Robert Buckland states the reformist case for Britain’s being at the heart of Europe

Nik Darlington 4.20pm

TRG vice-president Robert Buckland had an article on ConservativeHome yesterday, in which he argued forcefully for Britain’s role at the head of the European table.

Robert rattled off a list of British achievements in Europe that really ought to be better known and understood: reform of the CFP, for instance, despite coming up against seemingly implacable entrenched interests.

Moreover, Robert claims, it is largely because Britain is so much more influential in Europe than we oft imagine, that David Cameron’s historic Bloomberg speech was received with such seriousness around the EU.

"Chancellor Merkel…has some sympathy with our reformist aims; without her support, the budget cut would not have been achieved. She realises that the EU must be more efficient and competitive. Mark Rutte, Prime Minister of the Netherlands, shares our desire to see some powers repatriated to the Member States… Alexander Stubb, Foreign Minister of Finland, recognises that there has already been a lot of differentiation within the EU. He understands that an identikit EU is not the be-all and end-all to the European project."

Underpinning Mr Cameron’s bold statement last month is, I believe, a profound ambition to recast the European Union in its entirety and for the benefit of all its members - including Britain. European leaders have taken notice.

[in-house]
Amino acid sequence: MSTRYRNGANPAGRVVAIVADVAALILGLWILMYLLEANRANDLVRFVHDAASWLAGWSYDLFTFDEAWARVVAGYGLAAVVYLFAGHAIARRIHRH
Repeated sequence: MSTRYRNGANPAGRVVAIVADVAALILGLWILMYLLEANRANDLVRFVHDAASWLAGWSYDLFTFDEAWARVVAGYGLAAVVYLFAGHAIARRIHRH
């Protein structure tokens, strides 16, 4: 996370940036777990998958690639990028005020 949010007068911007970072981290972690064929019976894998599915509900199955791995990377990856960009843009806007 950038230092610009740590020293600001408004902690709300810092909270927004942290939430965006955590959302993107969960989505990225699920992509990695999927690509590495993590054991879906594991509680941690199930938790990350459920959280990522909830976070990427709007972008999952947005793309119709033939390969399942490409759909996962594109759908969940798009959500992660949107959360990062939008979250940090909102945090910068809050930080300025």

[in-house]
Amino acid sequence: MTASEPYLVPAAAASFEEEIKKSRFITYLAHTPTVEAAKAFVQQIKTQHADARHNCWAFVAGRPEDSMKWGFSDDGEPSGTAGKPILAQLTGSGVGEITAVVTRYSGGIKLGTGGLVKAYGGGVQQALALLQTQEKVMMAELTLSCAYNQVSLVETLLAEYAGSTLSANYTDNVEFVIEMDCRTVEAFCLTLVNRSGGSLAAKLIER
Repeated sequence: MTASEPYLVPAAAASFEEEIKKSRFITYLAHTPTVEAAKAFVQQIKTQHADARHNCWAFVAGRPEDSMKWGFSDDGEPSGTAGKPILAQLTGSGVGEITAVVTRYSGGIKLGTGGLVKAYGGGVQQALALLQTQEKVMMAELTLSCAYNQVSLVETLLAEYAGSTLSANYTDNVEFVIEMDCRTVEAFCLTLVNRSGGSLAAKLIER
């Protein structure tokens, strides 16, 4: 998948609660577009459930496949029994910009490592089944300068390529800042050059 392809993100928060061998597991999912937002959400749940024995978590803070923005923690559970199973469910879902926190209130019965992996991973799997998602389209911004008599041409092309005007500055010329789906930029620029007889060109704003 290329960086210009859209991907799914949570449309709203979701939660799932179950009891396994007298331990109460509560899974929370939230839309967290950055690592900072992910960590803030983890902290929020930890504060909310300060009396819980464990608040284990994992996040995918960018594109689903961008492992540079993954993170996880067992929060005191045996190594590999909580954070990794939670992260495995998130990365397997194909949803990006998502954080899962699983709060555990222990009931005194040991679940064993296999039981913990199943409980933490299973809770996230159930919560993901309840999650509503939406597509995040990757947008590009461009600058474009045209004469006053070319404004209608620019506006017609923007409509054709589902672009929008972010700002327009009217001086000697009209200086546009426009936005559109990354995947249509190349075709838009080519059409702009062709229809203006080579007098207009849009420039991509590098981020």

Finally, Robert sets out a case for remaining at the heart of Europe, and a case we shall hear a lot more of as the date of an in-out referendum approaches.

"History has surely taught us that we must stay at the heart of Europe precisely so that we can reform it. Whether we like it or not, our fortunes are intricately linked with those of the continent. Instead of shouting from the sidelines, Britain is taking its place again at the head of the table, helping the EU to face up to its many problems."

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The transatlantic trade pact is a death knell for euroscepticism

Alexander Pannett 1.15 pm

On Wednesday, the EU and US announced plans to forge a free trade area within two years, that would see tariffs removed and markets liberalised between the two largest economies in the world.

It is estimated that, if the agreement is successful, the free trade area would improve competitiveness, create jobs and generate billions in trade for the two economic areas. This is vital during a time of lagging global economic growth.

Combined together the economies of the US and EU account for over 54% of world GDP in terms of value and 40% in terms of purchasing power. Increased trade would also lead to a greater exchange of both human and intellectual capital. This would re-invigorate the trans-Atlantic ties that underpin that elusive idiom of the “West”.